“It was in a small juglet, and it was partly broken. The idea was to put something broken in the ground and fill it with sand, in order to hide the gold coins within,” Tal told FoxNews.com. “If by chance somebody were to find the juglet, he won’t excavate it, he won’t look inside it to find the gold coins.”

“Once we started to sift it, the gold came out.”

The hoard of coins themselves -- found on June 21, 2012, by Mati Johananoff, a student of TAU Department of Archaeology -- date to the times of the Fatimid empire, which dominated northern Africa and parts of the Middle East at the time. Tal estimates their date to the 10th or 11th century, although they were circulated in the 13th century.

“Some were minted some 250 to 300 years before they were used by the Hospitaller knights,” he explained. The coins are covered in icons and inscriptions: the names and legends of local sultans, Tal said, as well as blessings.

Some also bear a date, and even a mint mark, a code that indicates where it was minted, whether Alexandria, Tripoli, or another ancient mint.

Read more at Discovery News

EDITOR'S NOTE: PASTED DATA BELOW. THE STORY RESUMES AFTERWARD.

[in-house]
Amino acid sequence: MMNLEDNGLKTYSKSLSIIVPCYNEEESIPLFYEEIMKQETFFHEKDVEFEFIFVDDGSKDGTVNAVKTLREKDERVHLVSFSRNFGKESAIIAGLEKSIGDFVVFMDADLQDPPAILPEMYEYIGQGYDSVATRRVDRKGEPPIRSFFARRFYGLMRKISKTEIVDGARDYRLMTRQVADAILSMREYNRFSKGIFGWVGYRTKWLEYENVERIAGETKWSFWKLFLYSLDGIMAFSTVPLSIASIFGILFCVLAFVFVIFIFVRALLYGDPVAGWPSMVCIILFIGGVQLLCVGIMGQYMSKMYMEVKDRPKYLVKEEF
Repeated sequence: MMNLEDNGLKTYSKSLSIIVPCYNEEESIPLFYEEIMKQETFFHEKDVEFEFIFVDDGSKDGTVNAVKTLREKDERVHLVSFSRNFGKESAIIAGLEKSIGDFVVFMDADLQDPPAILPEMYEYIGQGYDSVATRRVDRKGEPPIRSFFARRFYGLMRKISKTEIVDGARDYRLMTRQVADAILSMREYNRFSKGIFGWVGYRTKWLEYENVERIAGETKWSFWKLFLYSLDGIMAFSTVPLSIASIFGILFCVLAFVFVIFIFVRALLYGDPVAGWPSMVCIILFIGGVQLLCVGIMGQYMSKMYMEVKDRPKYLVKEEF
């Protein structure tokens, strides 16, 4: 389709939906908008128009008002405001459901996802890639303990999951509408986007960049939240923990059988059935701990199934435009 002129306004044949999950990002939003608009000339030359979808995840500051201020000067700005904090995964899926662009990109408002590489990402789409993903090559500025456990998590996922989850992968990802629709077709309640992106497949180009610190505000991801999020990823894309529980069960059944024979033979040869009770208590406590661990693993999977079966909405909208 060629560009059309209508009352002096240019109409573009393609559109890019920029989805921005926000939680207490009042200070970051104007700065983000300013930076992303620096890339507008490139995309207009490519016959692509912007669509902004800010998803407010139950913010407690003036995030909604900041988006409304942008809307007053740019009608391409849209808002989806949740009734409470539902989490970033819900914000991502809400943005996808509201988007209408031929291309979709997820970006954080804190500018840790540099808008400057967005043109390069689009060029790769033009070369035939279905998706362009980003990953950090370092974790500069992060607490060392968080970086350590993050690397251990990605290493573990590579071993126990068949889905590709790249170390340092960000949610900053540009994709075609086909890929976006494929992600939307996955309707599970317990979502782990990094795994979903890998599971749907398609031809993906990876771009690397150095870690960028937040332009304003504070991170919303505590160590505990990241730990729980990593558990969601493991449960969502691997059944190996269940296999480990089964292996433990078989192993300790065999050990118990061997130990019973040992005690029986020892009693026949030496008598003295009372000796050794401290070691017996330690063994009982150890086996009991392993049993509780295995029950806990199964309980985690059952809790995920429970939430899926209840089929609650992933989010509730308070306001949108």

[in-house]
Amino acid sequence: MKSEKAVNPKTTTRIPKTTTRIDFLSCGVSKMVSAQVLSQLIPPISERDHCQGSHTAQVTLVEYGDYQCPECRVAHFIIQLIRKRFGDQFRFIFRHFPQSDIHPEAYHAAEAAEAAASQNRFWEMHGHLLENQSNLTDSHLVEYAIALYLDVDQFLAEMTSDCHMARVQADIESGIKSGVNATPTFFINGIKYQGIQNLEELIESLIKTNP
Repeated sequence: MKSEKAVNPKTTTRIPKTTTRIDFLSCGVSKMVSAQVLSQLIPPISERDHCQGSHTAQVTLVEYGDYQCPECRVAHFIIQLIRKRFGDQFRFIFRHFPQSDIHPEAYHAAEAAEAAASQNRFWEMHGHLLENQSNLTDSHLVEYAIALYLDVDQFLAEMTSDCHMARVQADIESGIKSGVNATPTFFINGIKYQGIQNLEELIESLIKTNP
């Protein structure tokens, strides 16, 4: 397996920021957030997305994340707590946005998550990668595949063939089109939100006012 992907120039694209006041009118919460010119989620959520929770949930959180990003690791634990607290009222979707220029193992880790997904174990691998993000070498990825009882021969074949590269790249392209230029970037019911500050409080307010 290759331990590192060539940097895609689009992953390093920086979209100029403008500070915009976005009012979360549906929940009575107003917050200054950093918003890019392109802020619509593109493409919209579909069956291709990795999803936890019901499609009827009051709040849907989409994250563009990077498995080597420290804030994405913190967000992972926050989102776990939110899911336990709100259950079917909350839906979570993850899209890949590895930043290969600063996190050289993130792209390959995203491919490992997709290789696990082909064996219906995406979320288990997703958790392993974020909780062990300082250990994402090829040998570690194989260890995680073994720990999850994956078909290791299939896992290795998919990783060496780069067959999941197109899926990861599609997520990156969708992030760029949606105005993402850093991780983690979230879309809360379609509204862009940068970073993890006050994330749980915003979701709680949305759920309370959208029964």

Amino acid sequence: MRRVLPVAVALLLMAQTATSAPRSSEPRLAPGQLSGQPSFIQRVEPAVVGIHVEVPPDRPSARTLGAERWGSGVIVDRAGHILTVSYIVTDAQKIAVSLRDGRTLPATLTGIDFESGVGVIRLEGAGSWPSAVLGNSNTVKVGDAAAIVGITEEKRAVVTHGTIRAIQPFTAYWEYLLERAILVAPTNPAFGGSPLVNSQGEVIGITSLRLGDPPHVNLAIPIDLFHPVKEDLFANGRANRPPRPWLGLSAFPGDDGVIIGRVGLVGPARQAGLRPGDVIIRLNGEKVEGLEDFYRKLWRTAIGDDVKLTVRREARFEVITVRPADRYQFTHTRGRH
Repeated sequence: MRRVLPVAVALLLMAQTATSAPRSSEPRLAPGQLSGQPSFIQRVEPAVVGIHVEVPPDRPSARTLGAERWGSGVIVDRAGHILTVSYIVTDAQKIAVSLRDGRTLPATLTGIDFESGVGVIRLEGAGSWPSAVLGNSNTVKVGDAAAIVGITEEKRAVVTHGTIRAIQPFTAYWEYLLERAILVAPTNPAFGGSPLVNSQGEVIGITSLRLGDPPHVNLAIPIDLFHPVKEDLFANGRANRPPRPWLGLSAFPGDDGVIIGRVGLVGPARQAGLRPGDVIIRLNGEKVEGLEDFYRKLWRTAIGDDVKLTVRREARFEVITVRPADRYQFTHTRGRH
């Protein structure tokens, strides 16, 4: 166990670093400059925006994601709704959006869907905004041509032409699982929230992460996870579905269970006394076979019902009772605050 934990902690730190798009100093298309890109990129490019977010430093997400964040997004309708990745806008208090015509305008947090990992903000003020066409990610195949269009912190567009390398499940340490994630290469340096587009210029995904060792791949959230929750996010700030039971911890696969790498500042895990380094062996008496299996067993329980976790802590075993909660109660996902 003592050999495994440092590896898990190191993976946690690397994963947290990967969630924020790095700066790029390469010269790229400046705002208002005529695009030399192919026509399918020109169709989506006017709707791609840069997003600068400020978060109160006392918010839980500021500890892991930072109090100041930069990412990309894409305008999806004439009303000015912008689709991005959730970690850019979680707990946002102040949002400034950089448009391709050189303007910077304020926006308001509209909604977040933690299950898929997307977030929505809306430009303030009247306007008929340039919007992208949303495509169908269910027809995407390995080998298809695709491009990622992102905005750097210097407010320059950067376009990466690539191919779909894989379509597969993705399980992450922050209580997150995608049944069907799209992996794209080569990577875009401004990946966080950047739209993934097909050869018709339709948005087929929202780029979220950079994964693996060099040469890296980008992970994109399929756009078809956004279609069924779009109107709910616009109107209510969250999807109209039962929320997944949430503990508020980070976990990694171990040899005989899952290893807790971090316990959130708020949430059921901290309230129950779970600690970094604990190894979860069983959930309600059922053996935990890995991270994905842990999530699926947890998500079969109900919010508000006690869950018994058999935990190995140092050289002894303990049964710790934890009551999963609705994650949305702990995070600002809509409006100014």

Pluto Now Has Five (Yes, Five) Moons

Pluto's neighborhood is getting crowded.

According to new observations by the Hubble Space Telescope, the dwarf planet isn't only accompanied by the moons Charon, Nix, Hydra and the not-so-glamorously-named "P4," it also has a fifth satellite, nicknamed, unsurprisingly, "P5."

According to Sky & Telescope, P5 was announced by the IAU's Central Bureau for Astronomical Telegrams last night and it's a dinky moon, potentially smaller than P4, which was discovered a year ago in July 2011.

P4 is thought to have a diameter of between 8 to 21 miles (13 to 34 kilometers), whereas Pluto's largest moon Charon measures 648 miles (1,043 kilometers). Nix and Hydra have diameters of 20 to 70 miles (32 to 113 kilometers).

P5 is orbiting Pluto at a distance of around 26,000 miles (42,000 kilometers) in the same plane as Pluto's other moons, indicating that Pluto may have been hit in the solar system's history, spewing debris that accumulated in orbit, creating the system of satellites we see today.

The continuing discoveries of small moons around Pluto is causing some concern for scientists with NASA's New Horizons mission that, in 2015, will make a flyby of the little world.

As cautioned by New Horizons lead scientist Alan Stern last year, it's not so much that Pluto plays host to more small moons, the growing concern is for the potential clouds of dust and other small debris that the increasingly populated satellite system may generate.